Early Wonder Beets are another time tested heirloom. Not quite as sweet as Detroit Dark Red , but still fairly sweet and an early producer. They are commonly grown for their greens as well as the beet roots.
The tops [greens] are relatively large, averaging 16 – 18″ and yield an early harvest. The beet roots themselves measure 3-4″ round and are slightly flattened on top.
This is an early cool season crop and does not fare well in warm weather. Plant early for an early harvest or plant in the fall for a over wintering crop – it’s not advisable to grow these or attempt to grow them in the dog days of summer.
In warmer weather they do not reach their full potential, are smaller and quite frequently have a woody unpalatable texture. The flavor is also bland if grown in hot weather.
Early Wonder is usually harvested in bunches with its large greens still attached
Beets are a cool-weather crop that can be direct seeded in Autumn or as soon as soil can be worked in early spring.
Cultivate your planting site and add about an inch deep layer of compost and organic fertilizer.
Beet seeds generally germinate within 2 weeks if kept moist. Shielding the garden bed with burlap for a few days immediately after planting will reduce surface soil crusting and compaction. Be sure to remove the covers as soon as the seedlings begin to break the surface.
Direct seeding is the best way to start Beets if you have a long enough season, however, seeds can be started indoors for transplanting outdoors after the last frost in spring. Beets planted in Autumn for overwintering should not be started indoors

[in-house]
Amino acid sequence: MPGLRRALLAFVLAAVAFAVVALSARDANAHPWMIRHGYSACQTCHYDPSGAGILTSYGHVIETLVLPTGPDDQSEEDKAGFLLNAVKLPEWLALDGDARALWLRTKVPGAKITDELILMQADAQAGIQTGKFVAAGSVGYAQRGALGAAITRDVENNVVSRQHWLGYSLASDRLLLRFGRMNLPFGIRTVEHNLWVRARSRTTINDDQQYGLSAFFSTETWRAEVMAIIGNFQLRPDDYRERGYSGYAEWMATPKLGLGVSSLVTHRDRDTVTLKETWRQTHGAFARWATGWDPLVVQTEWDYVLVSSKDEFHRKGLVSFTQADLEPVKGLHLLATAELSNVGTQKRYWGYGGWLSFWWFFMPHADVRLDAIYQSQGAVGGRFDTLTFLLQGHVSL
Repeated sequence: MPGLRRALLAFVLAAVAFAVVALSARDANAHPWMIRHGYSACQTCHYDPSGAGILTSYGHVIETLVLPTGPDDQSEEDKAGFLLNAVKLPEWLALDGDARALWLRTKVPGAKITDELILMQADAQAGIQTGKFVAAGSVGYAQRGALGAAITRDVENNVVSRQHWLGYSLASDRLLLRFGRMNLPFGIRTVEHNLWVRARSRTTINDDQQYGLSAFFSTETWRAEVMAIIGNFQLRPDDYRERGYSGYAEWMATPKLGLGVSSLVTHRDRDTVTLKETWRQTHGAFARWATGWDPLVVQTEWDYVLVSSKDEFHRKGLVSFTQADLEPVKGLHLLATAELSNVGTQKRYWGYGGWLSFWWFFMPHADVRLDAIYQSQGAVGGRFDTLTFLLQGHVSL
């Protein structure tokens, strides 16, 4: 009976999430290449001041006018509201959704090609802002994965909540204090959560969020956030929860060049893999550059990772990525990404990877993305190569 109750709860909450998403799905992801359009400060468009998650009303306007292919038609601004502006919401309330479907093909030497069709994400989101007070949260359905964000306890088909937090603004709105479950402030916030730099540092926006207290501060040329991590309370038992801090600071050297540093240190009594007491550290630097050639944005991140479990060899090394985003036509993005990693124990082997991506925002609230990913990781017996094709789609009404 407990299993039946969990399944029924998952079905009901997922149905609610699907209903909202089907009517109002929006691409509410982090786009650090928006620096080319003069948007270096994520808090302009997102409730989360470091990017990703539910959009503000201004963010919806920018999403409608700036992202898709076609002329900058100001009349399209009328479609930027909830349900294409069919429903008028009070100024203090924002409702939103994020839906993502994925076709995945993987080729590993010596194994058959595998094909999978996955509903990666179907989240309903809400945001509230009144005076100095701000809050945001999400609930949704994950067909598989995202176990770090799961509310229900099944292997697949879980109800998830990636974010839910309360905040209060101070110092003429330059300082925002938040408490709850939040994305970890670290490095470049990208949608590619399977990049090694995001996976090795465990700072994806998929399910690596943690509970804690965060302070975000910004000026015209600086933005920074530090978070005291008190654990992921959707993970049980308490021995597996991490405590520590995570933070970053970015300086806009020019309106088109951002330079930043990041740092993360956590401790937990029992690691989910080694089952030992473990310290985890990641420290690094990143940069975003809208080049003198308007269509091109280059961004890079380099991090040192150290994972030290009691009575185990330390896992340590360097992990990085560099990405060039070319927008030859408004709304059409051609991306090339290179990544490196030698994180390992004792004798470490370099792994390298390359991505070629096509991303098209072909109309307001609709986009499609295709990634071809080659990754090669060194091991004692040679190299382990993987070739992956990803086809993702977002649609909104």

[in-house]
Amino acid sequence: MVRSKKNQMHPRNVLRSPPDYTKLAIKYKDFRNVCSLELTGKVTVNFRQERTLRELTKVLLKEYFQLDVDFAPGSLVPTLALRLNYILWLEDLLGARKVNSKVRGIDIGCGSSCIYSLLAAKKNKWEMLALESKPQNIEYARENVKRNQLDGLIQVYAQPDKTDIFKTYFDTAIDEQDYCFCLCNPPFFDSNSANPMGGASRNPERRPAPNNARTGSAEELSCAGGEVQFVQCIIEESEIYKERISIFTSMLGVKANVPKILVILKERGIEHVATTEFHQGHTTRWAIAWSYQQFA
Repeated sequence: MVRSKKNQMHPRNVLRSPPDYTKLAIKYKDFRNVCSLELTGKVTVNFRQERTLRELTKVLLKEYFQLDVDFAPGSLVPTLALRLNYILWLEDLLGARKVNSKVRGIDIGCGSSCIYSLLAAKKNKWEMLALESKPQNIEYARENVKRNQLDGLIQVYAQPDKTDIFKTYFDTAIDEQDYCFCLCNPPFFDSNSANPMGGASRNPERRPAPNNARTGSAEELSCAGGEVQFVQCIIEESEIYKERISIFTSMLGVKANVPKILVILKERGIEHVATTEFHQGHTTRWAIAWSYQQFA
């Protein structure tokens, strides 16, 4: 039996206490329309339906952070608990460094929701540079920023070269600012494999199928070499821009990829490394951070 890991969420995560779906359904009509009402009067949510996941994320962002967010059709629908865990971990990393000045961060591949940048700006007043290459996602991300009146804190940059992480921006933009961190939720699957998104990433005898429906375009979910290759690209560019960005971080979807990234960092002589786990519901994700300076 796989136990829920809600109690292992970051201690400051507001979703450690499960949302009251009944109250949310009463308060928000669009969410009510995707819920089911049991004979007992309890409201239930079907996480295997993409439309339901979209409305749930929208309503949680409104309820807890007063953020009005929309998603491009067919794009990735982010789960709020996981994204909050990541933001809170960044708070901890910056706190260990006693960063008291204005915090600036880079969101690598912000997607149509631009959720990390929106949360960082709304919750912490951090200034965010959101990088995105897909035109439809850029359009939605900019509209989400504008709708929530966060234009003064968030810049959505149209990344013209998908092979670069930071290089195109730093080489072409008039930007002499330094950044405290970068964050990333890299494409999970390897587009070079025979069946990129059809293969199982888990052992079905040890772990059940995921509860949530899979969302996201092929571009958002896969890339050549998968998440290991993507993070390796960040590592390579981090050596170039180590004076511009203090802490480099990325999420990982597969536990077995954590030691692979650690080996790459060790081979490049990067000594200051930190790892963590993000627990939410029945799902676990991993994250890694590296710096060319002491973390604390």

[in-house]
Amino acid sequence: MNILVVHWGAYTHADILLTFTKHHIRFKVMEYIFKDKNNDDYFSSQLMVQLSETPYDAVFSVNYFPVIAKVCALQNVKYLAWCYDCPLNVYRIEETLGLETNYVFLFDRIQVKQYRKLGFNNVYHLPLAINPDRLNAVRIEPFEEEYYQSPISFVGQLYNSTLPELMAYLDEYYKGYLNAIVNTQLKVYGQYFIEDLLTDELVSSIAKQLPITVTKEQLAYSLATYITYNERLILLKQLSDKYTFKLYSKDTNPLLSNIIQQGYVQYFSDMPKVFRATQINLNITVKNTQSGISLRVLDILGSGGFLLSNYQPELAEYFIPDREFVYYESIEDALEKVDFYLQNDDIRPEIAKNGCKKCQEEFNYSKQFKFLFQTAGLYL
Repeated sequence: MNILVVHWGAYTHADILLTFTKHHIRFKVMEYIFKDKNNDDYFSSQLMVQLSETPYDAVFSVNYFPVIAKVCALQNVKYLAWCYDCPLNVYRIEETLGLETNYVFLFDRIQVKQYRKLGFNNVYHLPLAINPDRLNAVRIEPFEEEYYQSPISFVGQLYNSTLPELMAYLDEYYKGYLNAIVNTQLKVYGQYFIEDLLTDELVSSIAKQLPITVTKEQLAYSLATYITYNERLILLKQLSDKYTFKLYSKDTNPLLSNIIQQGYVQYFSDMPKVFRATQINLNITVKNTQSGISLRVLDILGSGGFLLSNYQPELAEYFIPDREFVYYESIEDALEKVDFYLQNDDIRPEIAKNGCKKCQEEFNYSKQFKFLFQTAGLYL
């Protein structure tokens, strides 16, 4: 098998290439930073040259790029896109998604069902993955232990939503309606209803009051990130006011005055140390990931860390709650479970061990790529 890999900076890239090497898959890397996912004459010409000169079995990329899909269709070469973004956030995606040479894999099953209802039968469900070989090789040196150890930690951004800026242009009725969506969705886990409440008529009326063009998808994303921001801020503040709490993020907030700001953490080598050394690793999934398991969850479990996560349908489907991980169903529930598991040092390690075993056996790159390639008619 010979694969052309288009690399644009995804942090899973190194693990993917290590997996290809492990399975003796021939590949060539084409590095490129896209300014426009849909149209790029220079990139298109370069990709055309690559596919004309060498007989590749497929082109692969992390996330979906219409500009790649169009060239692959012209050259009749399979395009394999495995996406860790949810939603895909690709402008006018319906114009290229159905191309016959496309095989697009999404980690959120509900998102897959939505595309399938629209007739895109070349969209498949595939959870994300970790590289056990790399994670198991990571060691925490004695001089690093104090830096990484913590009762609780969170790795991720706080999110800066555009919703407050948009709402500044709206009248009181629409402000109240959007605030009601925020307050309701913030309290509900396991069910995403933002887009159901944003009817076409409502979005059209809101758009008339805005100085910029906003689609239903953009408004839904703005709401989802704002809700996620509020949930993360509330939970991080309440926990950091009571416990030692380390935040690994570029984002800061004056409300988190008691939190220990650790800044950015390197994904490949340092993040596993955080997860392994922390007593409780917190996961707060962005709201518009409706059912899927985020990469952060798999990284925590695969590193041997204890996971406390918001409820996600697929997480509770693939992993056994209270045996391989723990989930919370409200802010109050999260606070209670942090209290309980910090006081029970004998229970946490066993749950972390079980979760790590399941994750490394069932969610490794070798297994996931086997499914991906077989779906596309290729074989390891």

Beets require a high phosphorus level to germinate. Take it easy on the nitrogen in the beginning. Mix in some well rotted compost in the soil when planting.
Phosphorous is represented by the second digit on the fertilizer label. Phosphorous is the second number in the mix. For example, 5-15-5 has 5% total nitrogen, 15% Total phosphorous and 5% Total Potassium. See: Understanding Fertilizer Labels
Full Sun – Partial Shade
Germination 12 – 16 Days
Maturity 45 – 50 days for Beets. 30 – 35 Days for Greens
Pollination : Beets are grown for their roots and leaves [greens] they do not produce an edible fruit so if they fail to pollinate it’s no catastrophe. They are not self pollinating so if you plan on seed saving you’ll need multiple plants for adequate pollination. Keep beets away from Swiss chard as they will cross pollinate with one another.
USDA Hardiness Zones 3 – 10
Plant Height – 10 to 12 Inches
Spread – 10 – 14 Inches
Beet Size – 3-4″ round – Roots are commonly used for “baby beets” before maturity but also make a dandy full grown beet as well.
Soil ph: 6.0 -7.0
Fresh beets can be refrigerated for up to a week. Removing the tops off beets will help them stay fresh longer. Leave about an inch of stem on each beet, and store the greens separately.